(Reuters) – British musician Phil Collins said he can barely hold a drum stick because of deteriorating health that has also forced him to sit while singing during live performances.
The 70-year-old drummer and singer told the BBC in an interview broadcast on Thursday that he was frustrated at the challenges he faces. He underwent surgery on his back in 2009 and again in 2015 that affected his nerves, and he also has diabetes.
“I’m kind of physically challenged a bit, which is very frustrating because I’d love to be playing up there,” Collins said in the video interview to promote a comeback tour by the 1970s British progressive rock band Genesis.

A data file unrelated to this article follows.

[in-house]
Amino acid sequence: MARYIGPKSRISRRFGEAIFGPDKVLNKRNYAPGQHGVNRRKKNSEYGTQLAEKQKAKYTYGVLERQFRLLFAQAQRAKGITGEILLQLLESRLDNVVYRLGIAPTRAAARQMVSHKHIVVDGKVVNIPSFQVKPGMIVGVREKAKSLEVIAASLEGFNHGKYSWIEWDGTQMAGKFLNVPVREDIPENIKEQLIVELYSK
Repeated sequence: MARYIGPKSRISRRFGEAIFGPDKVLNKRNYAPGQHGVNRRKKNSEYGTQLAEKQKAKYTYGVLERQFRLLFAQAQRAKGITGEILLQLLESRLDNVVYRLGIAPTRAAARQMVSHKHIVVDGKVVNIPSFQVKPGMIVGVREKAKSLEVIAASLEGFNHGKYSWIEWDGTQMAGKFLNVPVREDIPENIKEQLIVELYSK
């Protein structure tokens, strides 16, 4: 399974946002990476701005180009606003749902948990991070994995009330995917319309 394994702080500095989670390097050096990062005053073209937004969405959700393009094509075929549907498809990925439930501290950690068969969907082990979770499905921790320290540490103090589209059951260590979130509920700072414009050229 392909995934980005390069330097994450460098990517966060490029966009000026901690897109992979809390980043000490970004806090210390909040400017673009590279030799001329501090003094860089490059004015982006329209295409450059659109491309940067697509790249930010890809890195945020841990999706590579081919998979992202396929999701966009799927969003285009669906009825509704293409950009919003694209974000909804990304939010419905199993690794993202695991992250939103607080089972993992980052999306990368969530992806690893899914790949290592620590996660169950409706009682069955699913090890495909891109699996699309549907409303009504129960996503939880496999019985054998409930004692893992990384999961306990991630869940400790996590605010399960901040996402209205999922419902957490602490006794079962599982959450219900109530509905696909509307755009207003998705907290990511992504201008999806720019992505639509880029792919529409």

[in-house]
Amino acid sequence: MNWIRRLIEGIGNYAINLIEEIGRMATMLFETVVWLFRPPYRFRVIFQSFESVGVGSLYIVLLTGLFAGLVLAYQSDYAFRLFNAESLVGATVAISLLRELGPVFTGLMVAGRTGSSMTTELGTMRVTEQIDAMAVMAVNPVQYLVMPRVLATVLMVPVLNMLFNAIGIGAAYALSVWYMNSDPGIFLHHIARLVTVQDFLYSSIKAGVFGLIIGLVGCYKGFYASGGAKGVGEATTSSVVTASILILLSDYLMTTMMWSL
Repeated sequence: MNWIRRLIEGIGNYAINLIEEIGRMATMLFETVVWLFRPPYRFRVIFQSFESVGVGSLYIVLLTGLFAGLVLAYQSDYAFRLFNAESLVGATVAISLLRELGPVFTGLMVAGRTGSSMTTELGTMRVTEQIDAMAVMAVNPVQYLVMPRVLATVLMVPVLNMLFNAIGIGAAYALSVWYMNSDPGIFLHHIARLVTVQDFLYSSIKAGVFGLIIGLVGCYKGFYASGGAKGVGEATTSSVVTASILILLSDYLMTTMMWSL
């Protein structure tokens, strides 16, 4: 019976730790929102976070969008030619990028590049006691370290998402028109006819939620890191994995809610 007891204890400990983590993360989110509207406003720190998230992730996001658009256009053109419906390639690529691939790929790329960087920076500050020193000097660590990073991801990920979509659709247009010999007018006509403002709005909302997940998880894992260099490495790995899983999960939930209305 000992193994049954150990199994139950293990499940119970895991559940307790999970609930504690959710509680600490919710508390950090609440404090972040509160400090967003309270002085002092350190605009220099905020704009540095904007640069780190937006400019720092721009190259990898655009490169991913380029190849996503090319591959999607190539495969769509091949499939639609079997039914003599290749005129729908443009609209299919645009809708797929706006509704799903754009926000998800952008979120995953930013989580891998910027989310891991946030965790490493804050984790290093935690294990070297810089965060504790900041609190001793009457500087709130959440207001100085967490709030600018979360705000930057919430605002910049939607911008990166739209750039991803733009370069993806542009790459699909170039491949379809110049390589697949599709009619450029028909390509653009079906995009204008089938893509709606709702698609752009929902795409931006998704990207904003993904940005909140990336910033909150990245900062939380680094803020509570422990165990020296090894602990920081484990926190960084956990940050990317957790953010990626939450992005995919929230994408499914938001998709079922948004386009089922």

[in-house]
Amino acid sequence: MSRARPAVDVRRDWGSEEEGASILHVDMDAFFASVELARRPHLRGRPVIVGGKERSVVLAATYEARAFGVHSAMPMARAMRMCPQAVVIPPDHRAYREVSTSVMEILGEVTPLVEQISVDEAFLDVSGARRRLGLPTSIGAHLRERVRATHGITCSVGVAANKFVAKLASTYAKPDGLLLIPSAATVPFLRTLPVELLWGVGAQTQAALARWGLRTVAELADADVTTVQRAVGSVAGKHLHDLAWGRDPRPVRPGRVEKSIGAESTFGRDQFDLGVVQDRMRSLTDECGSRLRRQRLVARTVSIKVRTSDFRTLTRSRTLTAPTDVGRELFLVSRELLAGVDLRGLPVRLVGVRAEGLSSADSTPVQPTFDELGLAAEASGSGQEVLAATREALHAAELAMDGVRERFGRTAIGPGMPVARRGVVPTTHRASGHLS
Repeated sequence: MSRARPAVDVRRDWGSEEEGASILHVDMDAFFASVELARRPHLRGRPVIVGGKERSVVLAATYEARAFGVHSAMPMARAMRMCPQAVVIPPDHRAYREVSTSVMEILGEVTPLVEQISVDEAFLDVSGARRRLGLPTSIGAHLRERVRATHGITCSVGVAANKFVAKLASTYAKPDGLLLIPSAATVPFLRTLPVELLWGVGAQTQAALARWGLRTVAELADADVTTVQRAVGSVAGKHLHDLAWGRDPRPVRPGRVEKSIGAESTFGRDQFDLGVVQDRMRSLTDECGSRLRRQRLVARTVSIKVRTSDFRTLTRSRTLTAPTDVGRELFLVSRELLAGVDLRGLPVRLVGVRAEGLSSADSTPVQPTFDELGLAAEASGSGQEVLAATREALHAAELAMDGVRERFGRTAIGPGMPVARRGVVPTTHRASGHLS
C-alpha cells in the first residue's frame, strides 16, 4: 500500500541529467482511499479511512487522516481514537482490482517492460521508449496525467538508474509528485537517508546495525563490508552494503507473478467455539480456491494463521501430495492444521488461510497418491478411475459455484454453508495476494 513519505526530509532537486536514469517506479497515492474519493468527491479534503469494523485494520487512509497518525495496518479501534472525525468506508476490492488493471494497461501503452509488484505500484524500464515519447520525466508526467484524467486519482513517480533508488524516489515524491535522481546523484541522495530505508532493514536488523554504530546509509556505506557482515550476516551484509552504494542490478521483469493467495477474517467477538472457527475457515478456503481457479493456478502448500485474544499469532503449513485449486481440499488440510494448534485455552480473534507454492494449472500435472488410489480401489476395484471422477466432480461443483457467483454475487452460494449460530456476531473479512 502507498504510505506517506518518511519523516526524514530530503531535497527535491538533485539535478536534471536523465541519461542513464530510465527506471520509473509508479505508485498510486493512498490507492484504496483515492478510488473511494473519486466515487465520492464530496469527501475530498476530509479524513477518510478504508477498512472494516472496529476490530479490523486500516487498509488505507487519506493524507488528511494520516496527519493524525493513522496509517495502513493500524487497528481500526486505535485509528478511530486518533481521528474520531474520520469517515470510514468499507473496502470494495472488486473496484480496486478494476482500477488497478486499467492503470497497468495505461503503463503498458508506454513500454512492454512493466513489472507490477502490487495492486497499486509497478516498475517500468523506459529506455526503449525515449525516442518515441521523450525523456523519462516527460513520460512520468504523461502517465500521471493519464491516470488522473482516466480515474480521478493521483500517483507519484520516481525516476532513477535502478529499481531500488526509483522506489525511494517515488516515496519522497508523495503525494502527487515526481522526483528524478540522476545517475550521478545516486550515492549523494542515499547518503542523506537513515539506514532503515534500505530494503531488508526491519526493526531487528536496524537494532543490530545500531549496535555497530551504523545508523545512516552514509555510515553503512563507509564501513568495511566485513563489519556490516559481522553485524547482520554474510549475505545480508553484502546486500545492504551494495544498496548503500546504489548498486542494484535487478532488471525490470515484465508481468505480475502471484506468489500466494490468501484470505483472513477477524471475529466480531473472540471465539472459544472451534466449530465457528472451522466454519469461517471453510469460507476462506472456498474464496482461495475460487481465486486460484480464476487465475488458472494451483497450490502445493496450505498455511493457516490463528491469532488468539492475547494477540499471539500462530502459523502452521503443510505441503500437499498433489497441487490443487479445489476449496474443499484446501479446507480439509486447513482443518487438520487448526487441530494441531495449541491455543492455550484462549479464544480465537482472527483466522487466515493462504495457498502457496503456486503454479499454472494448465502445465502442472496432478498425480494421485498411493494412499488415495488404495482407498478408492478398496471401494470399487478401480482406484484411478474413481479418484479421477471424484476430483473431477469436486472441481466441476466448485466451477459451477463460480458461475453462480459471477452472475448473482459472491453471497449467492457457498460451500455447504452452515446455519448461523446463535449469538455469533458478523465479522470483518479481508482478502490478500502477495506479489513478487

“I can barely hold a (drum) stick with this hand, so there are certain physical things which get in the way,” Collins said.
It was not clear when the interview was conducted. Representatives for Collins did not immediately return a request for comment on the interview, which raised concerns on social media.
The eight-time Grammy winner said his son Nic will play drums on the tour this fall, the first to North America by Genesis in 14 years.
Collins, who had a successful solo career in the 1980s and 1990s with hits like “In the Air Tonight” and “One More Night,” announced his retirement in 2011, but returned to the stage in 2017 for a “Not Yet Dead: Live” series of shows.
In the BBC interview, Collins described the upcoming Genesis tour as putting the band to bed.
“We’re all men of our age and I think to some extent it probably is putting it to bed. I think, just generally for me, I don’t know if I want to go out on the road any more,” he said.
(Reporting by Jill Serjeant; Editing by Bill Berkrot)